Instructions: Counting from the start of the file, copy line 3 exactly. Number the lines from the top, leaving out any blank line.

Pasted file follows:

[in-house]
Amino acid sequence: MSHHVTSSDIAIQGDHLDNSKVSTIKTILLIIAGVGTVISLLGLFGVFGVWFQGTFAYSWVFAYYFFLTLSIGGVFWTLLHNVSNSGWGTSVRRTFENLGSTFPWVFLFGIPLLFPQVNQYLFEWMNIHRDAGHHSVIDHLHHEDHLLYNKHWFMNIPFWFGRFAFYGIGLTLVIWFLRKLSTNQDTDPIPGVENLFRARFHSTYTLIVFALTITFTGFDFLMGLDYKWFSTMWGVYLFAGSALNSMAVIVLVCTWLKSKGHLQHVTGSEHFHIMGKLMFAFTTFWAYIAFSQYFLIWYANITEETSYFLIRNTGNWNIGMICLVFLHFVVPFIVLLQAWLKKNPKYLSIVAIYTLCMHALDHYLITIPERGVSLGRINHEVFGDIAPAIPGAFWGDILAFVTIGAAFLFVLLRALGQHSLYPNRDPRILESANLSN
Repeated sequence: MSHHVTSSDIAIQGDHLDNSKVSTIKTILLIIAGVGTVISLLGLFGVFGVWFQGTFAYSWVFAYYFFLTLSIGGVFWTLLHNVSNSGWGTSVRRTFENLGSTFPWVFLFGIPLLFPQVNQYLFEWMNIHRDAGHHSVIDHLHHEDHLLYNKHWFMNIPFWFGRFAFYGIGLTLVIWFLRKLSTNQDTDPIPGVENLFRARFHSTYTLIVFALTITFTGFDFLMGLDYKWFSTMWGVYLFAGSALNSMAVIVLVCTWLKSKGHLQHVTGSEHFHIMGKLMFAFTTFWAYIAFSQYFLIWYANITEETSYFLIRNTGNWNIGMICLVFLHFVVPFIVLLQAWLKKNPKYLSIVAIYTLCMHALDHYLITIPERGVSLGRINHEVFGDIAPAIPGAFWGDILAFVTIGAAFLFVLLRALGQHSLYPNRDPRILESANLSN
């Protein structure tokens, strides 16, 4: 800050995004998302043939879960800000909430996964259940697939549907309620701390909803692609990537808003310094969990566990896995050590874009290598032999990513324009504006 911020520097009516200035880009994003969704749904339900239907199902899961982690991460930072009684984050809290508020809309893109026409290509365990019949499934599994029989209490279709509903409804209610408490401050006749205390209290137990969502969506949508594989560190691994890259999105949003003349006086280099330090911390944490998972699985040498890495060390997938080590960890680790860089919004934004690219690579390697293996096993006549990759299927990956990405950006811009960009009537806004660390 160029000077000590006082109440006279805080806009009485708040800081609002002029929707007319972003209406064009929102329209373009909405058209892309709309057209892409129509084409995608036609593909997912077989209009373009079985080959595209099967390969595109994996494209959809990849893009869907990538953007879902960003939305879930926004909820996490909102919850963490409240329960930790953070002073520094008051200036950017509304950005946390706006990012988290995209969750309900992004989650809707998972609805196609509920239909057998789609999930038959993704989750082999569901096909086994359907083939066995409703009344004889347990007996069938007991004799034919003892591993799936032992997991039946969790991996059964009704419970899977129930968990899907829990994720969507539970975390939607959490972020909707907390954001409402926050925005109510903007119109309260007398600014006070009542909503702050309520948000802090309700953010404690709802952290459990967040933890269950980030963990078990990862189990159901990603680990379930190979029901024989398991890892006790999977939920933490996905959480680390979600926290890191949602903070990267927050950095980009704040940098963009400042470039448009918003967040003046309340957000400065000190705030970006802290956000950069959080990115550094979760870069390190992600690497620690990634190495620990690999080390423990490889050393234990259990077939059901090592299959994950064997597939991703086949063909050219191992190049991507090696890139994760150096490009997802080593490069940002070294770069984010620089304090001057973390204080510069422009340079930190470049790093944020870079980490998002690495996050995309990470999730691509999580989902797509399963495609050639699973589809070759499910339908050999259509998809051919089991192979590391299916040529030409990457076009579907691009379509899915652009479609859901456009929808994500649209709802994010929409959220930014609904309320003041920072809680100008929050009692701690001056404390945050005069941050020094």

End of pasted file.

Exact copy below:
Repeated sequence: MSHHVTSSDIAIQGDHLDNSKVSTIKTILLIIAGVGTVISLLGLFGVFGVWFQGTFAYSWVFAYYFFLTLSIGGVFWTLLHNVSNSGWGTSVRRTFENLGSTFPWVFLFGIPLLFPQVNQYLFEWMNIHRDAGHHSVIDHLHHEDHLLYNKHWFMNIPFWFGRFAFYGIGLTLVIWFLRKLSTNQDTDPIPGVENLFRARFHSTYTLIVFALTITFTGFDFLMGLDYKWFSTMWGVYLFAGSALNSMAVIVLVCTWLKSKGHLQHVTGSEHFHIMGKLMFAFTTFWAYIAFSQYFLIWYANITEETSYFLIRNTGNWNIGMICLVFLHFVVPFIVLLQAWLKKNPKYLSIVAIYTLCMHALDHYLITIPERGVSLGRINHEVFGDIAPAIPGAFWGDILAFVTIGAAFLFVLLRALGQHSLYPNRDPRILESANLSN